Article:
We attend a number of industry events each year and pay attention to what attendees are telling us. As its name connotes, IT Roadmap is largely attended by local IT professionals looking to stay abreast of new technologies and practices in the industry. Of course, cloud computing is a key topic and a number of presentations addressed various aspects of cloud computing.
First, IT is still largely in a ‘wait and see mode’ with respect to cloud computing and exploiting cloud’s capabilities. For a variety of reasons, IT hasn’t wholeheartedly embraced public cloud computing in terms of actual adoption. These reasons may be based on security and compliance concerns, application sensitivity concerns, workload (other priorities) concerns, and suitability concerns. It is clear that there is quite a bit of variance between the state of IT in the different companies we heard from and from the timelines these IT organizations expect to deploy cloud solutions more broadly.
In a sense, it appeared that IT is currently absorbed in its own redefinition–to become more meaningful in the eyes of the business– and came looking for information and guidance on how it can continue to evolve. In that respect, the IT professionals didn’t come looking for cloud computing specifically but for perhaps, to learn from their colleagues about how others might be solving similar challenges.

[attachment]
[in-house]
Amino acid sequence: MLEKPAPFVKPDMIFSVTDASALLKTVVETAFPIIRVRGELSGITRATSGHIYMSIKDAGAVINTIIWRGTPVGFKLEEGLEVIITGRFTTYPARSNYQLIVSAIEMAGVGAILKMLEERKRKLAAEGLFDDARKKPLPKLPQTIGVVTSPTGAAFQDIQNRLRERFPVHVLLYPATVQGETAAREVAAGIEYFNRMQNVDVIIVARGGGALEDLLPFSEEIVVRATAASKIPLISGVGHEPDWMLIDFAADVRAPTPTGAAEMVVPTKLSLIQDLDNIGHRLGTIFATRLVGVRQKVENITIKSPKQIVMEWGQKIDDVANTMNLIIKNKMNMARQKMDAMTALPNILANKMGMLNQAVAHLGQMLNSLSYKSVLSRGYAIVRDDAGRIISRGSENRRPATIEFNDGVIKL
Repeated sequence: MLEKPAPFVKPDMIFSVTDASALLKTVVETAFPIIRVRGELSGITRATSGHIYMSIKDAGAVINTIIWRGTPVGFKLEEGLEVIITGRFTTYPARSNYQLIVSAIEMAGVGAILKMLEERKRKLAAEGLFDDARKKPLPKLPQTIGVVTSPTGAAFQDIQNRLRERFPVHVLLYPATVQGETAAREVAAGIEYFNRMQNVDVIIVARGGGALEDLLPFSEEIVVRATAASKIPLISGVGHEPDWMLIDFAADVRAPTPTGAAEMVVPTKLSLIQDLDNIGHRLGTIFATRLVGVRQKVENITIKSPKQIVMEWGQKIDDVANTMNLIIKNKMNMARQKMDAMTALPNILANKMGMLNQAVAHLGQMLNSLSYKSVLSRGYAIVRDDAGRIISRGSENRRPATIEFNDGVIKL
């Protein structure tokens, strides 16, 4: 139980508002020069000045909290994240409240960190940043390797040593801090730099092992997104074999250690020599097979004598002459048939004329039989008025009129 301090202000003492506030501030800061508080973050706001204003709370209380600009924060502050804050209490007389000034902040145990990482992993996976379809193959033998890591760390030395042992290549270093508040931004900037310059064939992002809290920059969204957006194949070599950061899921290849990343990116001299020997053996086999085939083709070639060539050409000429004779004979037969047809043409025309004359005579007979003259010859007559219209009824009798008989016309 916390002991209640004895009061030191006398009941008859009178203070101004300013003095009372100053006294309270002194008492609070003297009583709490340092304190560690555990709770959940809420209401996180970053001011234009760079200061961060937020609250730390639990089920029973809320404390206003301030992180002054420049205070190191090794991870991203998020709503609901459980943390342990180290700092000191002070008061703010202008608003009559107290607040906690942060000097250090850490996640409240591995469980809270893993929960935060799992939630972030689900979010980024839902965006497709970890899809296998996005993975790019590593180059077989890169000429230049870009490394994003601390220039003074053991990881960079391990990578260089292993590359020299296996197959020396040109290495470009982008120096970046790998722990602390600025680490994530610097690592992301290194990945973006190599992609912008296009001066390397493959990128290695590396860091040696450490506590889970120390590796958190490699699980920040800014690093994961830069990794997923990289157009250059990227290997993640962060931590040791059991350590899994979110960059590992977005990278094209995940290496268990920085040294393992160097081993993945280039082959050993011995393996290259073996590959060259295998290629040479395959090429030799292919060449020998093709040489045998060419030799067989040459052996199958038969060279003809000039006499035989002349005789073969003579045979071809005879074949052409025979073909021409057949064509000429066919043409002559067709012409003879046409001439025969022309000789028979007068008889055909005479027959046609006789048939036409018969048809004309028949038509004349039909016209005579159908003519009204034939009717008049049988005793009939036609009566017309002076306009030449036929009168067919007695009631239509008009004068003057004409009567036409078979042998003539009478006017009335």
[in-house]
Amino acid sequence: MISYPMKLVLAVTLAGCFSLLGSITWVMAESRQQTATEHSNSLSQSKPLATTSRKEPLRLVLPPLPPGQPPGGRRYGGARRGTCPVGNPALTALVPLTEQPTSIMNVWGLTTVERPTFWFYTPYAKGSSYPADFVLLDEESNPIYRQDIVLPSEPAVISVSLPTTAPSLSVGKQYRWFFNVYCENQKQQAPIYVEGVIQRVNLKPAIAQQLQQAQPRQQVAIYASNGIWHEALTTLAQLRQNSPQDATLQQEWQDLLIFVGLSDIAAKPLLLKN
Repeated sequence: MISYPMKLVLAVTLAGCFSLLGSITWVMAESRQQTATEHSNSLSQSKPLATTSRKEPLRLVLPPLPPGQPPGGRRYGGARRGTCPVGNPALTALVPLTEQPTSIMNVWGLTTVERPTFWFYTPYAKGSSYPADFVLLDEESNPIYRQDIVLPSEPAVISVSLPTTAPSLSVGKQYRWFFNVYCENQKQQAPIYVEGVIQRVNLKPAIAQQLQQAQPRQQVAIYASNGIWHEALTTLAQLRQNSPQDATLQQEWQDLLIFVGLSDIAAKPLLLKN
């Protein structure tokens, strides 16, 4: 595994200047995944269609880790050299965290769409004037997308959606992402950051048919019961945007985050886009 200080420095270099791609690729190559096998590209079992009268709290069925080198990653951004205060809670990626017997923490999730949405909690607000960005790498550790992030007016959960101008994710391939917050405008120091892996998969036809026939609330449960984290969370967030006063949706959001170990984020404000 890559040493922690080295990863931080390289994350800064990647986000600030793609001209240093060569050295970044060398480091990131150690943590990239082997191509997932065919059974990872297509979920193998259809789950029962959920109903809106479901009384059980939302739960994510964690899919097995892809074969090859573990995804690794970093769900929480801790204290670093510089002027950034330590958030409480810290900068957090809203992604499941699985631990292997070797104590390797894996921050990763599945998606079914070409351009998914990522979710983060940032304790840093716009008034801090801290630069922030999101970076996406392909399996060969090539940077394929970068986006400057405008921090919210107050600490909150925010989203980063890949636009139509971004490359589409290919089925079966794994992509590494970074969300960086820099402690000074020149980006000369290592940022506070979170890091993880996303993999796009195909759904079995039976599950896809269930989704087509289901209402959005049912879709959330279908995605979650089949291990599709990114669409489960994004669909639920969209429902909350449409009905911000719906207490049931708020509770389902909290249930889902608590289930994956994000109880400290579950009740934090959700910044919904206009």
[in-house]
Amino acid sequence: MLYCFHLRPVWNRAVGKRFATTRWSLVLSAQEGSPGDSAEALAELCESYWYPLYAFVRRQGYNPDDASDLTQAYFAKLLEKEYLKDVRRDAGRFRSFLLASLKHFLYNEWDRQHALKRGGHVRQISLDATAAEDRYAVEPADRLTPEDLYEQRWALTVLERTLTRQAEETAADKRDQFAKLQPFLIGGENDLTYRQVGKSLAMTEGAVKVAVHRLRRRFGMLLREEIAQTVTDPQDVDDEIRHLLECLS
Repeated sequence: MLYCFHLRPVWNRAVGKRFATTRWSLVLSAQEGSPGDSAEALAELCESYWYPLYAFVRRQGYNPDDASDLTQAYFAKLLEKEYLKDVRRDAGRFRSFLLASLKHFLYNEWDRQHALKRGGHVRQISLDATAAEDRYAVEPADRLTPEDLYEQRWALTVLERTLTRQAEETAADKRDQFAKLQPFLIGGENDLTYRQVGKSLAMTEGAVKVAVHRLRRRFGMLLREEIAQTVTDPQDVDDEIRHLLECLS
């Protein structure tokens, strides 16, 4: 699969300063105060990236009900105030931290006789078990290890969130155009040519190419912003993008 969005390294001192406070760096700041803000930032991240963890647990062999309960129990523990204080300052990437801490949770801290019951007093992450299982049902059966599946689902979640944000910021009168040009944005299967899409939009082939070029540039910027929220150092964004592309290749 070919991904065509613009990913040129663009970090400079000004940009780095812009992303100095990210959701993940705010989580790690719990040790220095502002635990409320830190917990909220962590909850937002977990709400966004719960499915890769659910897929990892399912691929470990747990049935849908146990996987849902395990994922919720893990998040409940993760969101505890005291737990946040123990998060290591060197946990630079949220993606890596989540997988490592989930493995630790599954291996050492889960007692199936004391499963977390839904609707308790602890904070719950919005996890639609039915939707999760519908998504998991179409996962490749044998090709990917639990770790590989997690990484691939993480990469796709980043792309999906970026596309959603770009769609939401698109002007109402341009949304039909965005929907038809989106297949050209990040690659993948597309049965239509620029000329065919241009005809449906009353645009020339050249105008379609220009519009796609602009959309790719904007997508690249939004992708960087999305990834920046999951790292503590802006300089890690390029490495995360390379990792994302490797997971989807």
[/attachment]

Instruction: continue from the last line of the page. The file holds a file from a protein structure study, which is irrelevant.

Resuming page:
Second, it seemed that even some of the cloud vendors were grappling with where to take the audience with respect to cloud computing. How much did the audience need to be educated? How much emphasis should be placed on public cloud discussion? Was the audience ready for what the presenter was talking to? Did the audience believe their value proposition for cloud computing? Did the material really relate to the real challenges IT in its departments over the next two years?
Overall, it’s critical from the standpoint of the solution provider to reflect on the state of IT today. In many respects, the way forward for IT and vendors alike at the moment is to agree that that path forward will be more collaborative and evolutionary. This, of course, is difficult for many providers given that adoption of “exciting” new technologies is often in a vacuum from the risk and compliance policies that IT works by.
Providers must provide a broad range of solutions and bring a level of expertise that matches up to what IT really needs right now. We have to remind ourselves that IT needs our help and that the best solution may very well not be the most cutting-edge one. And we can’t place so much emphasis on a single technology to solve IT’s challenges when those challenges cover such a wide spectrum of resource, cost and operational elements. We have to be amenable as much as flexible – IT professionals genuinely need our help.